You may have heard about the 'absolute failure' of a fast food zoning ban in South Los Angeles, California. The ban on new, stand alone - very distinctly defined - fast food restaurants did not lead to a loss of weight for city residents, in fact, overweight/obese rates went UP after the law was 'on the books.'
Notably, the rates of overweight and obesity went up for ALL of Los Angeles and LA County. According to the study authors (Sturm and Hattori), South Los Angeles residents - ones whose behaviors and weights were captured in the California Health Interview Survey- had a higher rate of overweight obesity to begin with and their rates increased faster - or to a higher degree - than either the whole of Los Angeles city or LA County (their behaviors and weights were also assessed through the survey).
Whether or not a ban on new fast food restaurants - and it was not a total ban - was a good idea is for someone else to argue, but whether or not the study results are conclusive or even meaningful falls into the bailiwick of this (increasingly infrequent) blogger. Yes, I end up giving an opinion about the law, I can't help myself sometimes.
This LA Times article provides a bit of information, though it does not describe the study methods. I accessed the journal article, the abstract is here. My main interest was in how the researchers went about collecting their data and answering their research questions. Sturm and Hattori (2015), used two main sources of data. They used establishment/restaurant permit records from the Department of Health and existing survey responses from a recurring/repeating survey - the California Health Interview Survey. The survey responses (people) could be categorized by city, county, zipcode etc, so the researchers compared results between 3 groups, only one of which, South Los Angeles, was 'exposed' to the new regulation.
The regulation didn't really do much, I mean literally - it didn't do anything. Fast Food Restaurants (FFR) still opened in Los Angeles, new business rose about 2% in all three locations. So from time 1 to time 2 there were actually MORE not less places for residents (or commuters?) to eat foods that were likely very high in calories. Between the time that the law went into effect and when the researchers evaluated the survey respondents FFR patronage frequency and their BMIs a second time, the environment did not change 'for the better'. There were not fewer FFR at time two, but would that have mattered? Research has shown that even sit down restaurants, fast casual or otherwise, serve foods that are calorically dense. All away from home eating is associated with excess calorie consumption - so a law that prevents a certain sub category of FFR from adding more locations might make sense on its face, the result won't necessarily - or likely - be lower weights for the people who live in that area,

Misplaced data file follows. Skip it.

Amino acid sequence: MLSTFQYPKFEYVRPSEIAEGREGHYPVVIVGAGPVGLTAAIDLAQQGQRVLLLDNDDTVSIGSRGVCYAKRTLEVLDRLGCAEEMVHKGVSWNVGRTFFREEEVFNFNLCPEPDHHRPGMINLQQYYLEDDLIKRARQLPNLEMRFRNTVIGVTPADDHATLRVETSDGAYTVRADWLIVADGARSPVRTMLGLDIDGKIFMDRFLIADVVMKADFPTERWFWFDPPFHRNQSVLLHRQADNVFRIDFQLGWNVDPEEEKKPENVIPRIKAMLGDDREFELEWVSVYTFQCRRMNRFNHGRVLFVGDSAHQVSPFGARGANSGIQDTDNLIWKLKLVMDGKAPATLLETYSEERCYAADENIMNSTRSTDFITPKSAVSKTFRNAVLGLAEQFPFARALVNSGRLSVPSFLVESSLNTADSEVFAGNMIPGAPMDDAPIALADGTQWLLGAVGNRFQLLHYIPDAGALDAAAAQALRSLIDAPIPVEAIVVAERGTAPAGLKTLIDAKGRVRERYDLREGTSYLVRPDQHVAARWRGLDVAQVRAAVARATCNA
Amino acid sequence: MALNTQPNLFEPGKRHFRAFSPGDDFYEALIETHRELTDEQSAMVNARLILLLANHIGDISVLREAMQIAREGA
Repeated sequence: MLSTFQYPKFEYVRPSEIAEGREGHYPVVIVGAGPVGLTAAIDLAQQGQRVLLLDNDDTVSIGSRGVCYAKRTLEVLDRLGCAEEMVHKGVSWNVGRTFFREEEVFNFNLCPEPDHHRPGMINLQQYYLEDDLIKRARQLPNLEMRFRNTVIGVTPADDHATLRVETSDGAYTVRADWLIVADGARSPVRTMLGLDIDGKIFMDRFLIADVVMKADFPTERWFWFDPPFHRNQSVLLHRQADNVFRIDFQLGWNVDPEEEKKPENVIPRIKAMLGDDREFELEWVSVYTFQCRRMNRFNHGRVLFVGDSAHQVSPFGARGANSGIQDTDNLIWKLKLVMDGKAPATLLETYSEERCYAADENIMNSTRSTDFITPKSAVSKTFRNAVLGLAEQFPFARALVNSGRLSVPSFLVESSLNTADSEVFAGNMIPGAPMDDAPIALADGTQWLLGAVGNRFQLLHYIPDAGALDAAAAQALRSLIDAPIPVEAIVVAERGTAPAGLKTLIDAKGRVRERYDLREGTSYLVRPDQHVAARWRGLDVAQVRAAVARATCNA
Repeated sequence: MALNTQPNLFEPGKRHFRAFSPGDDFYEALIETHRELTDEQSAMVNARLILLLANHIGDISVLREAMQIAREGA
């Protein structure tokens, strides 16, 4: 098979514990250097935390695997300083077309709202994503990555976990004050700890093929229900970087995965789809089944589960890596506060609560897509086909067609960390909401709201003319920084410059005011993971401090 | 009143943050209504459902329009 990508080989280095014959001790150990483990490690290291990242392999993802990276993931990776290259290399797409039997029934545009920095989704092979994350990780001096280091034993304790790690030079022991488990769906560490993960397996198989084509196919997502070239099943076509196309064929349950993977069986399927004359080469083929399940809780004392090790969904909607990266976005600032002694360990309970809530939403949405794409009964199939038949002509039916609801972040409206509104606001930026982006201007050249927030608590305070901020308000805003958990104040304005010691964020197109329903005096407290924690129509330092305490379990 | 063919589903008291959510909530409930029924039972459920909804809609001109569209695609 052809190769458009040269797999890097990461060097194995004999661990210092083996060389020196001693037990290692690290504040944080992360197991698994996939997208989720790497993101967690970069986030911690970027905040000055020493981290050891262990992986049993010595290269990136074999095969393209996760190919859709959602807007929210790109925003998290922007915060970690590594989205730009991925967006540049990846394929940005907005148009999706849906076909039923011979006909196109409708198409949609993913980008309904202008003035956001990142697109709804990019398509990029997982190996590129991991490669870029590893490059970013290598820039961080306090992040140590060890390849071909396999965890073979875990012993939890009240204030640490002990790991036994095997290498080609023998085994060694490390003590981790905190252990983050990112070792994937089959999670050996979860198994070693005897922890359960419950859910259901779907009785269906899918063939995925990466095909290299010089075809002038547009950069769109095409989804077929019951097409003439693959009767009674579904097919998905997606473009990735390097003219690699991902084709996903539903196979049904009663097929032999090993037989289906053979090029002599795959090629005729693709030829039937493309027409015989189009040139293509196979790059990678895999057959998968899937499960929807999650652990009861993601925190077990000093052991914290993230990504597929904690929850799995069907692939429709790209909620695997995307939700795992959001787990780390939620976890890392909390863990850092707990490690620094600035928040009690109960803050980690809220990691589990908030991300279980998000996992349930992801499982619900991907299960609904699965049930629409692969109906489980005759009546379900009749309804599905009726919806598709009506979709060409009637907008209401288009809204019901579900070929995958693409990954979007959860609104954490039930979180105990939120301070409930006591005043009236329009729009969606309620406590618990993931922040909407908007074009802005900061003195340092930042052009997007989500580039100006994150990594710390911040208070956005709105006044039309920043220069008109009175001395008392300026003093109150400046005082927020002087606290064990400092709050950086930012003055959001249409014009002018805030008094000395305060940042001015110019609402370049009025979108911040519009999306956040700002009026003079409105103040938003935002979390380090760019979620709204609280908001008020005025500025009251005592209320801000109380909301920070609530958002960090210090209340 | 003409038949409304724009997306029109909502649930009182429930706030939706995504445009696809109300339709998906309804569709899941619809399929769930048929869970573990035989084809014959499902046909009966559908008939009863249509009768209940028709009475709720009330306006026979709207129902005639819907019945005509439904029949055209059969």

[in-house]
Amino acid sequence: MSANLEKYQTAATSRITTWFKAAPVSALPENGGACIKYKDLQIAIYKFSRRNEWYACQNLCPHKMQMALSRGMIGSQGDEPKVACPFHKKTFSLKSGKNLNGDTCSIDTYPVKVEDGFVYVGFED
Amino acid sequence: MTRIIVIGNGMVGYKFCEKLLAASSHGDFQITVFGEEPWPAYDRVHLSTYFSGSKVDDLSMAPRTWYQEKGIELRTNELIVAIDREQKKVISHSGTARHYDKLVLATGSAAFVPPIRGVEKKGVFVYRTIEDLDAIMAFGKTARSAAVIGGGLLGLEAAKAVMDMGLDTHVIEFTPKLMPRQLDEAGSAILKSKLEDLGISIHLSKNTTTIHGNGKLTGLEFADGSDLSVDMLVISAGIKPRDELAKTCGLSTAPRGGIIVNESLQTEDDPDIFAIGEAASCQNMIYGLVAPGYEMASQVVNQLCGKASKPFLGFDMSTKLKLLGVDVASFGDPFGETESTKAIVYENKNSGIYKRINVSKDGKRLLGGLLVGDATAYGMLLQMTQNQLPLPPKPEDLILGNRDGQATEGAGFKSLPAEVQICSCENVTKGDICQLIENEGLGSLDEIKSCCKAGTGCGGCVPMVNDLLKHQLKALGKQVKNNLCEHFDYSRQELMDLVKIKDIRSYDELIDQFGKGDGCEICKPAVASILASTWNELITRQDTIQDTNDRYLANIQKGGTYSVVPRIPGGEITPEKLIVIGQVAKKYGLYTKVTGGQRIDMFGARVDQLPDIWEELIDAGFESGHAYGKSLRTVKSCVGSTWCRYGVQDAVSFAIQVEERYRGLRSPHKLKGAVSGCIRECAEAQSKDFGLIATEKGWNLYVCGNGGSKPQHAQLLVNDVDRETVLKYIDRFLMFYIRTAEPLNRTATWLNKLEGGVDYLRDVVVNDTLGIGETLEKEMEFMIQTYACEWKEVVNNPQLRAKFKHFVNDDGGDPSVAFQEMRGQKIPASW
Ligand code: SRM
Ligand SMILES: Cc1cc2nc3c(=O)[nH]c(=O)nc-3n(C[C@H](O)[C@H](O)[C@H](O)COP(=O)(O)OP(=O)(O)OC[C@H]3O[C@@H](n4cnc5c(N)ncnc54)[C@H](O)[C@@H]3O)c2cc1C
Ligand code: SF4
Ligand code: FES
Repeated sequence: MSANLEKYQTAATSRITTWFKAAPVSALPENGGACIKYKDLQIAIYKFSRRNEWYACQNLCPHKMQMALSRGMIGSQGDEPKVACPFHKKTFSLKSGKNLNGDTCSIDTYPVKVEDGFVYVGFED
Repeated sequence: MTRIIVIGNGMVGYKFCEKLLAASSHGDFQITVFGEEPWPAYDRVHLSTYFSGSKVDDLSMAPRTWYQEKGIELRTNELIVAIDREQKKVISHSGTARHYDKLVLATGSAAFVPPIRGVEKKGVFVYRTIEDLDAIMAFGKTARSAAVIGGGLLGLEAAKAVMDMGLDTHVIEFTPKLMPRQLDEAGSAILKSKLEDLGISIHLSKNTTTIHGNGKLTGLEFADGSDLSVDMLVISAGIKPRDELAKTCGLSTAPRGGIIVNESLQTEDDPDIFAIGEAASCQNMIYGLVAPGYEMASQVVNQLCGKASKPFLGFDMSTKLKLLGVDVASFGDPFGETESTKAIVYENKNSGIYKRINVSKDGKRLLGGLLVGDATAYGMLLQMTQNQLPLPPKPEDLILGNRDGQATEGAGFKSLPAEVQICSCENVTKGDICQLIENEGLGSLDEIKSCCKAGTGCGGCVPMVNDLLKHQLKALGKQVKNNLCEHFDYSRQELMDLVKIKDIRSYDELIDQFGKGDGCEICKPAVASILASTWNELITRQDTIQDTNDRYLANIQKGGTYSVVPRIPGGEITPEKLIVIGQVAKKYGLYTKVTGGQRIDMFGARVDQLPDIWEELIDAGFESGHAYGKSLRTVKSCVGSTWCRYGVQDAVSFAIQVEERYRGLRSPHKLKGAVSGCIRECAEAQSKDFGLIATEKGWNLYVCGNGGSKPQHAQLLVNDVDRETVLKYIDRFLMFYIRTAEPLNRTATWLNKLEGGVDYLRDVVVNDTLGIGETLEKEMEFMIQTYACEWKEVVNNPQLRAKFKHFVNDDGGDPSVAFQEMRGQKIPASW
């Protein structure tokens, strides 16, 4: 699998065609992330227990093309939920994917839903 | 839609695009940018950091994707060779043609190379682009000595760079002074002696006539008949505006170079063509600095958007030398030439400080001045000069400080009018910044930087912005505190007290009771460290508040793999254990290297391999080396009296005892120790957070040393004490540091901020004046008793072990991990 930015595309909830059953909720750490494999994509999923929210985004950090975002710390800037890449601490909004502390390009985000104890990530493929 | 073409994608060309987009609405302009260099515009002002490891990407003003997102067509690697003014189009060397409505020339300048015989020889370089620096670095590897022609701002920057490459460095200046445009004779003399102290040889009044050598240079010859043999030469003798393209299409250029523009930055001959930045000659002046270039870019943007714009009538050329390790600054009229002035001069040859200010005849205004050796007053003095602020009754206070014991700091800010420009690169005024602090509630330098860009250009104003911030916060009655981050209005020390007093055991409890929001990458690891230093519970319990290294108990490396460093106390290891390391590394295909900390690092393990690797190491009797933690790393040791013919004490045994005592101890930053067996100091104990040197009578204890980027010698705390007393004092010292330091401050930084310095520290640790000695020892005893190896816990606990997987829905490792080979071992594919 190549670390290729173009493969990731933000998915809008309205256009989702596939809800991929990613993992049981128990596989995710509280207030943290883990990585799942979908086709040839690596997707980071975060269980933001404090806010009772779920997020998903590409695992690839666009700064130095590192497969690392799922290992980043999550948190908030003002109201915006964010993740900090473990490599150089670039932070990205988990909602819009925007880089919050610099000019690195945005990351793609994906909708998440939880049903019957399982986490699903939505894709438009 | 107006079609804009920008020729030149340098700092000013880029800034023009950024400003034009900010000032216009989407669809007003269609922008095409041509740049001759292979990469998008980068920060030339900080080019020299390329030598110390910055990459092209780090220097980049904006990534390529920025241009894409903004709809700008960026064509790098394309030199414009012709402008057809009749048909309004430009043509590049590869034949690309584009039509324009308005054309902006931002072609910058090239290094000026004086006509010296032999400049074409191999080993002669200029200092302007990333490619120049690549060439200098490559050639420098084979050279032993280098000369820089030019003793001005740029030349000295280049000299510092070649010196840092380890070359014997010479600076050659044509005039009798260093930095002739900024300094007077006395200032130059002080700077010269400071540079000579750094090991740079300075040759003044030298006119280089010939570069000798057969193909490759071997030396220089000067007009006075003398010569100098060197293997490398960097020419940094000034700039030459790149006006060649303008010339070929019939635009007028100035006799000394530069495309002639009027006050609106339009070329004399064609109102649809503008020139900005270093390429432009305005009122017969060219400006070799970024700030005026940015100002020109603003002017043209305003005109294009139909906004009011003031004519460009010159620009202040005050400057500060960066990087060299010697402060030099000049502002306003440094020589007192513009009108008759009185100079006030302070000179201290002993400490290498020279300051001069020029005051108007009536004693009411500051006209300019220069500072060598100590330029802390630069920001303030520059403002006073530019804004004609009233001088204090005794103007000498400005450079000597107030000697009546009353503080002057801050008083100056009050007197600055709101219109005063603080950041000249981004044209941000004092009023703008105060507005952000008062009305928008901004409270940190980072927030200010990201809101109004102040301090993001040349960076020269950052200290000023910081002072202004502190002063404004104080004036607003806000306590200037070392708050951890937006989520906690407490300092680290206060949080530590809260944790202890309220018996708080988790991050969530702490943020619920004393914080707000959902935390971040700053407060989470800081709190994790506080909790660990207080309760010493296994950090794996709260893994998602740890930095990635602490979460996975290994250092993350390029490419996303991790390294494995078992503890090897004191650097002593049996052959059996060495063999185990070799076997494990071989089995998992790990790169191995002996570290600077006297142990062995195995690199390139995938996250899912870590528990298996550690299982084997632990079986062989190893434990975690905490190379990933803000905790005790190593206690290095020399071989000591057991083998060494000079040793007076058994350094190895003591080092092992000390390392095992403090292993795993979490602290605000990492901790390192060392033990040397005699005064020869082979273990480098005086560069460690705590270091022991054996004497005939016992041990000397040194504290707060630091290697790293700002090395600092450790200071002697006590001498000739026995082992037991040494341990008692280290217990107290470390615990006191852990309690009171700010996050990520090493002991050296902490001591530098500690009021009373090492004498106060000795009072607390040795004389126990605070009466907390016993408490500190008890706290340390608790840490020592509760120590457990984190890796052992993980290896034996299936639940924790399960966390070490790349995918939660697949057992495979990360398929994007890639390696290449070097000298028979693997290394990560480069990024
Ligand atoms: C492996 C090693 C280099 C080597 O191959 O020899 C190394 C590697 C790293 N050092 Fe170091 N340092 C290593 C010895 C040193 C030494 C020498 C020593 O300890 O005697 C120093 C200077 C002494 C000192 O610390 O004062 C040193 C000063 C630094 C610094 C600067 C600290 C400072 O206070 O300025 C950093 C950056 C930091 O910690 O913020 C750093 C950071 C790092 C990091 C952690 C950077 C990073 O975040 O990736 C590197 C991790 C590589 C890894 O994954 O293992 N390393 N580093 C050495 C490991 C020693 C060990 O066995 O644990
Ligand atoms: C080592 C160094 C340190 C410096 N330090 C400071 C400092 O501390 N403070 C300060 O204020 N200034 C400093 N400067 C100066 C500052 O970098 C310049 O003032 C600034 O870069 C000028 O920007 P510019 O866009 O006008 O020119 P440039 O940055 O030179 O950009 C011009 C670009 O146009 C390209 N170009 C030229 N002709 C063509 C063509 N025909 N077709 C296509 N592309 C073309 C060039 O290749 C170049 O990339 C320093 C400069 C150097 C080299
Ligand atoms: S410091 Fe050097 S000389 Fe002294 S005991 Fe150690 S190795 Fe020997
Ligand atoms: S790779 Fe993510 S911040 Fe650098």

With an understanding of what did and didn't happen as a result of the law - i.e., FFR locations did not decrease or remain stable, they increased - how can one say that restricting FFRs does not lead to less FFR patronage or less calories consumed. The law was flaccid at best - the first outcome - a decrease in number of restaurants or restaurant density did not happen. There was NO change in the obesogenic environment - people had as many if not more options for calorie dense food as before the law. So the answer to the first question: "Does a law restricting FFR lead to fewer FFR?" is no. Therefore, we can't answer anymore questions! But lets say the answer was yes, that five years later there were less restaurants in the area; the second question is: "Did the law lead to less consumption of fast food - or even better, much better, did it lead to few calories purchased/consumed?"
Now, is this the right policy? Banning restaurants? In some ways, it makes sense. If there isn't a FFR on every corner, then FFRs become less popular, less 'normal.' And if FFRs were the only source of our passive overconsumption of calories, fewer of them might change our intake. But they are not - there are plenty of sources of too many calories. The goal, in my opinion, should be to get existing establishment to reduce the amount of calories - across the board - that they put out for sale.
NB. Another possible 'confounder' for South LA is that people may not eat where they live - so capping the number of fast food restaurants does not change behavior if people are not eating where they live.
Mom, you would be happy to know that I had three more paragraphs, but I realized I had already said what I needed to say so I deleted them.